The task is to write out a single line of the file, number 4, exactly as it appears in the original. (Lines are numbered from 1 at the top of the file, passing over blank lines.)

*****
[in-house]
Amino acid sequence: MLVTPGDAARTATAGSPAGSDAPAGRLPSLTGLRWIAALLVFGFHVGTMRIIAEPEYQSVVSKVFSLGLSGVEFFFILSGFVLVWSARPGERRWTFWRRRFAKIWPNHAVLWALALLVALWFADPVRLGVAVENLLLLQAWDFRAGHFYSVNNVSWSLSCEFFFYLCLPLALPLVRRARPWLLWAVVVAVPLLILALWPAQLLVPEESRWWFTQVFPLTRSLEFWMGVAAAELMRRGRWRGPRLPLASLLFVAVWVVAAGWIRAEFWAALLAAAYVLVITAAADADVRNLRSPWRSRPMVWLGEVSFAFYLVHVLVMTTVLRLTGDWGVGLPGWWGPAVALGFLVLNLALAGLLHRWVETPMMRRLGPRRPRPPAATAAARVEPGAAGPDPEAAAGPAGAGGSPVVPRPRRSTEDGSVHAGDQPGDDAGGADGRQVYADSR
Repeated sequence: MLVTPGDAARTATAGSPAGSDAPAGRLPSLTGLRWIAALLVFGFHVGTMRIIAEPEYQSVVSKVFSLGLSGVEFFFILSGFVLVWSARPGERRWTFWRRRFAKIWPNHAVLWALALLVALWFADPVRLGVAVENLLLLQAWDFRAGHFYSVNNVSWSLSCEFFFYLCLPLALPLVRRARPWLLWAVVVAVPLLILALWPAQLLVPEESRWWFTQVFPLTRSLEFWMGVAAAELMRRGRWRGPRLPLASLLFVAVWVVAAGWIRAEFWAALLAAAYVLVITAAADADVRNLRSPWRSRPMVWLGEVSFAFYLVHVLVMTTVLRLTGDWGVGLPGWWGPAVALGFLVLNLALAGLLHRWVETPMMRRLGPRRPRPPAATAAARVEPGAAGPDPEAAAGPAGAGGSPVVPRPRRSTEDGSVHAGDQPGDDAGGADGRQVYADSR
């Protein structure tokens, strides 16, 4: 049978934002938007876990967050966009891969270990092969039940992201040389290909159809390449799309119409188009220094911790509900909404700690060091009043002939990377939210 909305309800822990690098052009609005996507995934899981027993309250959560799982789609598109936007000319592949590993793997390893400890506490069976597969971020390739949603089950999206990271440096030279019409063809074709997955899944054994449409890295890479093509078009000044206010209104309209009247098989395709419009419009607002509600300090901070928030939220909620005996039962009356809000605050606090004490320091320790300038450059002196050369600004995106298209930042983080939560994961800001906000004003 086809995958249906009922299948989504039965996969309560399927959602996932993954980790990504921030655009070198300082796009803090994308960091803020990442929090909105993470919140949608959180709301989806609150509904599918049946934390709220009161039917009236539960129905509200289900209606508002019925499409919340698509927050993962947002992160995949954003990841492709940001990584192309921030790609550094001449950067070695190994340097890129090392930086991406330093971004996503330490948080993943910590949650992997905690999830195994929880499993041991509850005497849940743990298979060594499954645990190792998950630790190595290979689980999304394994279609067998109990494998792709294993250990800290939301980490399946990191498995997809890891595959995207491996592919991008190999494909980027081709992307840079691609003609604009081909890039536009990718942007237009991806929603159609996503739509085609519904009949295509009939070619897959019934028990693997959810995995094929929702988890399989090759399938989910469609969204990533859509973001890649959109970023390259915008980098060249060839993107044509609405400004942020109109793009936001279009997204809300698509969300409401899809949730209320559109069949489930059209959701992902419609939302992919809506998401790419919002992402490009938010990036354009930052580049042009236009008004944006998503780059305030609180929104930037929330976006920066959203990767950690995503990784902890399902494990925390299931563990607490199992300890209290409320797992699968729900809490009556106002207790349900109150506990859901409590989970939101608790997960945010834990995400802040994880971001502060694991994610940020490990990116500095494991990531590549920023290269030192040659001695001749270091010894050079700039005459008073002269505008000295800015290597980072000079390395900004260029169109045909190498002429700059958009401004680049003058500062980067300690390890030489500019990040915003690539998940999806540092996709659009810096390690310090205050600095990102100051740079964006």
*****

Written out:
């Protein structure tokens, strides 16, 4: 049978934002938007876990967050966009891969270990092969039940992201040389290909159809390449799309119409188009220094911790509900909404700690060091009043002939990377939210 909305309800822990690098052009609005996507995934899981027993309250959560799982789609598109936007000319592949590993793997390893400890506490069976597969971020390739949603089950999206990271440096030279019409063809074709997955899944054994449409890295890479093509078009000044206010209104309209009247098989395709419009419009607002509600300090901070928030939220909620005996039962009356809000605050606090004490320091320790300038450059002196050369600004995106298209930042983080939560994961800001906000004003 086809995958249906009922299948989504039965996969309560399927959602996932993954980790990504921030655009070198300082796009803090994308960091803020990442929090909105993470919140949608959180709301989806609150509904599918049946934390709220009161039917009236539960129905509200289900209606508002019925499409919340698509927050993962947002992160995949954003990841492709940001990584192309921030790609550094001449950067070695190994340097890129090392930086991406330093971004996503330490948080993943910590949650992997905690999830195994929880499993041991509850005497849940743990298979060594499954645990190792998950630790190595290979689980999304394994279609067998109990494998792709294993250990800290939301980490399946990191498995997809890891595959995207491996592919991008190999494909980027081709992307840079691609003609604009081909890039536009990718942007237009991806929603159609996503739509085609519904009949295509009939070619897959019934028990693997959810995995094929929702988890399989090759399938989910469609969204990533859509973001890649959109970023390259915008980098060249060839993107044509609405400004942020109109793009936001279009997204809300698509969300409401899809949730209320559109069949489930059209959701992902419609939302992919809506998401790419919002992402490009938010990036354009930052580049042009236009008004944006998503780059305030609180929104930037929330976006920066959203990767950690995503990784902890399902494990925390299931563990607490199992300890209290409320797992699968729900809490009556106002207790349900109150506990859901409590989970939101608790997960945010834990995400802040994880971001502060694991994610940020490990990116500095494991990531590549920023290269030192040659001695001749270091010894050079700039005459008073002269505008000295800015290597980072000079390395900004260029169109045909190498002429700059958009401004680049003058500062980067300690390890030489500019990040915003690539998940999806540092996709659009810096390690310090205050600095990102100051740079964006």